`probs`

here tells us the probability bounded by the corresponding region, and the regions are computed to be the smallest such regions that bound that level of probability; these are called highest density regions or HDRs. By default, the plotted regions show the 50%, 80%, 95%, and 99% HDRs of the estimated density, but this can be changed with the `probs`

argument to `geom_hdr()`

. Notice that your take-away from the plot made with `geom_density_2d_filled()`

is subtlely yet significantly different than that of the plot made by `geom_hdr()`

.

## Visualizing subpopulations and `geom_hdr_lines()`

**ggdensity**’s functions were designed to be seamlessly consistent with the rest of the **ggplot2** framework. As a consequence, pretty much everything you would expect to just work does. (Well, we hope! Let us know if that’s not true.)

For example, because `geom_hdr()`

maps probability to the `alpha`

aesthetic, the `fill`

and `color`

aesthetics are available for mapping to variables. You can use them to visualize subpopulations in your data. For example, in the `penguins`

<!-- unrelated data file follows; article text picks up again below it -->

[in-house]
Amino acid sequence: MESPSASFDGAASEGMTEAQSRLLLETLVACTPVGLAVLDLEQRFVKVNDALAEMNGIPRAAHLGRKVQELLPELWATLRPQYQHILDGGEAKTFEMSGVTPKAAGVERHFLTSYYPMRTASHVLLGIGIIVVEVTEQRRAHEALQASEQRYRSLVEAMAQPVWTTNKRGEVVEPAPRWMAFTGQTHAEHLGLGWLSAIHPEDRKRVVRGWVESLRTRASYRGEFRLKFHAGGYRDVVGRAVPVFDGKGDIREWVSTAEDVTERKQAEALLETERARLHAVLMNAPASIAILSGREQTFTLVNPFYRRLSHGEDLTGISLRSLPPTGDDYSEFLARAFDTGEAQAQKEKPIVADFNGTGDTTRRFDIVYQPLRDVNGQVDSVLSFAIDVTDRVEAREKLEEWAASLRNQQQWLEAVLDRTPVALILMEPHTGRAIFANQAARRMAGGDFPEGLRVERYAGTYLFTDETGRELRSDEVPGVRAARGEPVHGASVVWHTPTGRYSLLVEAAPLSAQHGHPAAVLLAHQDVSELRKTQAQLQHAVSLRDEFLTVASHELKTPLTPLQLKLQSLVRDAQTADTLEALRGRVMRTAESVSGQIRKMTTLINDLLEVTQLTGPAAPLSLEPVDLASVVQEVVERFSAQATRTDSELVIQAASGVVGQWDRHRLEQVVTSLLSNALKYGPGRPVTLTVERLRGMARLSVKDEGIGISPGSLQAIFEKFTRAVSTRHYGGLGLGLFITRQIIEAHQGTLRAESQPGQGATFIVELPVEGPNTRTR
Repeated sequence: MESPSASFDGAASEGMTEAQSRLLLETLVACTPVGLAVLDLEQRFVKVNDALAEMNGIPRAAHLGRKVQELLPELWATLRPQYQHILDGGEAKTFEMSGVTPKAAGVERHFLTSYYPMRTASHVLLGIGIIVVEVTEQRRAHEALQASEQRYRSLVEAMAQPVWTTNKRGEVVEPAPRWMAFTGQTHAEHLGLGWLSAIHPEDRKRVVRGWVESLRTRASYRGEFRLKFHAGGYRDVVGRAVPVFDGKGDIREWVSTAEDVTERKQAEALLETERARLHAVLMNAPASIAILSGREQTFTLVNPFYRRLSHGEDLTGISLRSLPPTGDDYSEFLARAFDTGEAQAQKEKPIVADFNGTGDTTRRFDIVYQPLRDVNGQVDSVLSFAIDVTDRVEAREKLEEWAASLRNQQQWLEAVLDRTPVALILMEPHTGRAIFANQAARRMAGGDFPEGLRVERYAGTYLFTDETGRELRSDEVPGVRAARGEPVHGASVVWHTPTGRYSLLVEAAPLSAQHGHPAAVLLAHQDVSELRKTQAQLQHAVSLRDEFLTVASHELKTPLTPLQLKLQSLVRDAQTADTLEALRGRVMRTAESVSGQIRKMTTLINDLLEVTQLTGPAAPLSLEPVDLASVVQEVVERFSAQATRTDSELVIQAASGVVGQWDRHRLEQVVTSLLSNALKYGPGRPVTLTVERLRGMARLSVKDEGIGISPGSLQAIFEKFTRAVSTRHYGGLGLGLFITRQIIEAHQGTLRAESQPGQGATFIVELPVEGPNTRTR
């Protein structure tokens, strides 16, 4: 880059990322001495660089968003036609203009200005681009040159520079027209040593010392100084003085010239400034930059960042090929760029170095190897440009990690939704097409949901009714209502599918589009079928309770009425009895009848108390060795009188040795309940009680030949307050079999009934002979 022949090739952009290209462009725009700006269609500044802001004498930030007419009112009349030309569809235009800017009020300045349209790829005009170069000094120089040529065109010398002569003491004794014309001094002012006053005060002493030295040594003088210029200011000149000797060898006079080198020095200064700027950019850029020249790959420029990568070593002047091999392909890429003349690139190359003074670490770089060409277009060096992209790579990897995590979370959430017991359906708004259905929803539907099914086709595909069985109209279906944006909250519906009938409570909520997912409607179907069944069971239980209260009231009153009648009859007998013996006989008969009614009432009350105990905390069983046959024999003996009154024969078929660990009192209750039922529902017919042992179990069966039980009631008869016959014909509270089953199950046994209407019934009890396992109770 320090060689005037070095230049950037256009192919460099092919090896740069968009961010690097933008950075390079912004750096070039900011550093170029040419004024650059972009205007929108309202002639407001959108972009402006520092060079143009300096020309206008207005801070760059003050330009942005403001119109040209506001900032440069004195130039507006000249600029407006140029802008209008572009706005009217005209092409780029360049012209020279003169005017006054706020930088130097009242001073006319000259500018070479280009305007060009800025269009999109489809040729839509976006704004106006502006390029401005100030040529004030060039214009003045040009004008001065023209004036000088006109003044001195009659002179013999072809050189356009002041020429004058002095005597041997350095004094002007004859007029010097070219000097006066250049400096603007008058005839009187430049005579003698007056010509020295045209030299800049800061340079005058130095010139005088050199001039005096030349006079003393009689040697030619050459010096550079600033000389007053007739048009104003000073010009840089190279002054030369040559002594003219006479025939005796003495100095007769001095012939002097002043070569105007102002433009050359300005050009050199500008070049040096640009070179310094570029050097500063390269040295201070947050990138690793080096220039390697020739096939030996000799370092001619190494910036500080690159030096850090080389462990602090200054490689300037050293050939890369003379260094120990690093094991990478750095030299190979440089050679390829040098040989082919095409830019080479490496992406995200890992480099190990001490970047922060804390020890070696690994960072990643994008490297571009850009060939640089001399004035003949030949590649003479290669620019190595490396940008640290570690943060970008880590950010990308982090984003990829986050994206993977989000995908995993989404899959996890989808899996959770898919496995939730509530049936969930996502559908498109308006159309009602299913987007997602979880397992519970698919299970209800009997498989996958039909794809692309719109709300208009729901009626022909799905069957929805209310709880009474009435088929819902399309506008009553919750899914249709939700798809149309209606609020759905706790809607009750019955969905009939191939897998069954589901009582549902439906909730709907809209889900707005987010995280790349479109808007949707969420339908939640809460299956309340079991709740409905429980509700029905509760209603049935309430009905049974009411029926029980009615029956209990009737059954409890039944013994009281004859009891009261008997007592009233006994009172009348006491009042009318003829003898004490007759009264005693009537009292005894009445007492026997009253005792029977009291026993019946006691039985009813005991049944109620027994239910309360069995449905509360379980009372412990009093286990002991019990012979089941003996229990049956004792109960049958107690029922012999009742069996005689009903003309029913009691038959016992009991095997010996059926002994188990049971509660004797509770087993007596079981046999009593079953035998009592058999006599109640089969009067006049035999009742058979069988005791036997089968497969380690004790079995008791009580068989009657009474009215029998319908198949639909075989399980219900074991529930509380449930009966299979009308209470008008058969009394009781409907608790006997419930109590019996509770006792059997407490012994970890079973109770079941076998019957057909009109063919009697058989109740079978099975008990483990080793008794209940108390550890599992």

data from **palmerpenguins** you may want to look at how the relationship between bill length and flipper length changes across different species of penguins. Here’s one way you could look at that:

```
library("palmerpenguins")
ggplot(penguins, aes(flipper_length_mm, bill_length_mm, fill = species)) +
geom_hdr(xlim = c(160, 240), ylim = c(30, 70)) +
geom_point(shape = 21)
```

Nice, but a bit overplotted. To alleviate overplotting, we can use `geom_hdr_lines()`

:

```
ggplot(penguins, aes(flipper_length_mm, bill_length_mm, color = species)) +
geom_hdr_lines(xlim = c(160, 240), ylim = c(30, 70)) +
geom_point(size = 1)
```

Or you could facet the plot:

```
ggplot(penguins, aes(flipper_length_mm, bill_length_mm, fill = species)) +
geom_hdr(xlim = c(160, 240), ylim = c(30, 70)) +
geom_point(shape = 21) +
facet_wrap(vars(species))
```

The main point here is that you should really think of `geom_hdr()`